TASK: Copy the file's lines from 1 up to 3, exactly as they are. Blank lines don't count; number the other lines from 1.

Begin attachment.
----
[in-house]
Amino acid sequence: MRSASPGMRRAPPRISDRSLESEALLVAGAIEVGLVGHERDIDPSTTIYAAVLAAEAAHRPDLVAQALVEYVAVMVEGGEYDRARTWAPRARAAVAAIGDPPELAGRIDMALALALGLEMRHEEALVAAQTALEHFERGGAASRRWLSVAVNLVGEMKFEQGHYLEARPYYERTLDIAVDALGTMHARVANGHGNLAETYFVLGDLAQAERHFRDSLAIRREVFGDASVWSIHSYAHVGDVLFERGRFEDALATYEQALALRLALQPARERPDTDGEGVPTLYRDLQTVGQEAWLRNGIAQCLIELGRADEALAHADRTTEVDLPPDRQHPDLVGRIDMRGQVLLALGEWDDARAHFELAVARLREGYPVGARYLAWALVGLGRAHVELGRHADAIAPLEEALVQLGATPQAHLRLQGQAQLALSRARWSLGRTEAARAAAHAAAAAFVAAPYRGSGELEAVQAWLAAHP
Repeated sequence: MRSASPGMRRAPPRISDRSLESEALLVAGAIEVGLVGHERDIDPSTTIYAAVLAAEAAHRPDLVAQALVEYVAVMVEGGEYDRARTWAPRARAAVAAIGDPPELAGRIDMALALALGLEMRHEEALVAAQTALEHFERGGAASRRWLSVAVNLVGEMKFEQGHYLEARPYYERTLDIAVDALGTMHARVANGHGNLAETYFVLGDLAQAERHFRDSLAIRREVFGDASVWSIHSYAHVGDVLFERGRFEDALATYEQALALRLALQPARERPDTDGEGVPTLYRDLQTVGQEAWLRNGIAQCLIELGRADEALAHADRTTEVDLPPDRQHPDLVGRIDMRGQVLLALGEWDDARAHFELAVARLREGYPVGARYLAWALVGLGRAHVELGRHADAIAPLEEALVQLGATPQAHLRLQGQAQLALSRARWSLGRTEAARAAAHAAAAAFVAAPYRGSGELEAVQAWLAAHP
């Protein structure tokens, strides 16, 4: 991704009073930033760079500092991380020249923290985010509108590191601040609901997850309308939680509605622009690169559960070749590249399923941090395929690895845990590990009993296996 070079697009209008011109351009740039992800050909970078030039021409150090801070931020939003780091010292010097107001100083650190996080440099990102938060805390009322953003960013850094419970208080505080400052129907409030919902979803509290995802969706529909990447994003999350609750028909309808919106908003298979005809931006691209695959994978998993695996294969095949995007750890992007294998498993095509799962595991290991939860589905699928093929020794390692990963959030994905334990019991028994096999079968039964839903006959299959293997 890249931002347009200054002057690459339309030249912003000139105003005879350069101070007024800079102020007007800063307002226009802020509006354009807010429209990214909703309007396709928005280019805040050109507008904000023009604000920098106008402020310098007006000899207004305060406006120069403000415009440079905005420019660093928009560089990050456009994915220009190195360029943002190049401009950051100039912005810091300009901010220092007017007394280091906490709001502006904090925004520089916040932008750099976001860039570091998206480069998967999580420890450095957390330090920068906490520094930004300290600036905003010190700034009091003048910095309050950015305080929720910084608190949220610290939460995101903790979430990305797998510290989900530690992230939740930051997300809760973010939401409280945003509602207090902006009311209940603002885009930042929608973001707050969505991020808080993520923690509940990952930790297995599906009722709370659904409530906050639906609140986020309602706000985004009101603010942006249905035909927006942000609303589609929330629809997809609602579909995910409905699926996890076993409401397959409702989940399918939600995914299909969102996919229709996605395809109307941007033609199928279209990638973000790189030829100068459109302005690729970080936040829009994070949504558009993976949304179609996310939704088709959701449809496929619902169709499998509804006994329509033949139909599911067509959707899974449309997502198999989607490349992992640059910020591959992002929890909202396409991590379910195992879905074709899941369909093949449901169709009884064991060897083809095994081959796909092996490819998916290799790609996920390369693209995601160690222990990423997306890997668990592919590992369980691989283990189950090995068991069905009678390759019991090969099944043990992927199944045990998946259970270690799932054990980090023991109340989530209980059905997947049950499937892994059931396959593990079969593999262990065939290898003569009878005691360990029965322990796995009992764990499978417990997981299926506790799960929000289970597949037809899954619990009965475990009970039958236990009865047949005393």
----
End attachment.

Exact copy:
[in-house]
Amino acid sequence: MRSASPGMRRAPPRISDRSLESEALLVAGAIEVGLVGHERDIDPSTTIYAAVLAAEAAHRPDLVAQALVEYVAVMVEGGEYDRARTWAPRARAAVAAIGDPPELAGRIDMALALALGLEMRHEEALVAAQTALEHFERGGAASRRWLSVAVNLVGEMKFEQGHYLEARPYYERTLDIAVDALGTMHARVANGHGNLAETYFVLGDLAQAERHFRDSLAIRREVFGDASVWSIHSYAHVGDVLFERGRFEDALATYEQALALRLALQPARERPDTDGEGVPTLYRDLQTVGQEAWLRNGIAQCLIELGRADEALAHADRTTEVDLPPDRQHPDLVGRIDMRGQVLLALGEWDDARAHFELAVARLREGYPVGARYLAWALVGLGRAHVELGRHADAIAPLEEALVQLGATPQAHLRLQGQAQLALSRARWSLGRTEAARAAAHAAAAAFVAAPYRGSGELEAVQAWLAAHP
Repeated sequence: MRSASPGMRRAPPRISDRSLESEALLVAGAIEVGLVGHERDIDPSTTIYAAVLAAEAAHRPDLVAQALVEYVAVMVEGGEYDRARTWAPRARAAVAAIGDPPELAGRIDMALALALGLEMRHEEALVAAQTALEHFERGGAASRRWLSVAVNLVGEMKFEQGHYLEARPYYERTLDIAVDALGTMHARVANGHGNLAETYFVLGDLAQAERHFRDSLAIRREVFGDASVWSIHSYAHVGDVLFERGRFEDALATYEQALALRLALQPARERPDTDGEGVPTLYRDLQTVGQEAWLRNGIAQCLIELGRADEALAHADRTTEVDLPPDRQHPDLVGRIDMRGQVLLALGEWDDARAHFELAVARLREGYPVGARYLAWALVGLGRAHVELGRHADAIAPLEEALVQLGATPQAHLRLQGQAQLALSRARWSLGRTEAARAAAHAAAAAFVAAPYRGSGELEAVQAWLAAHP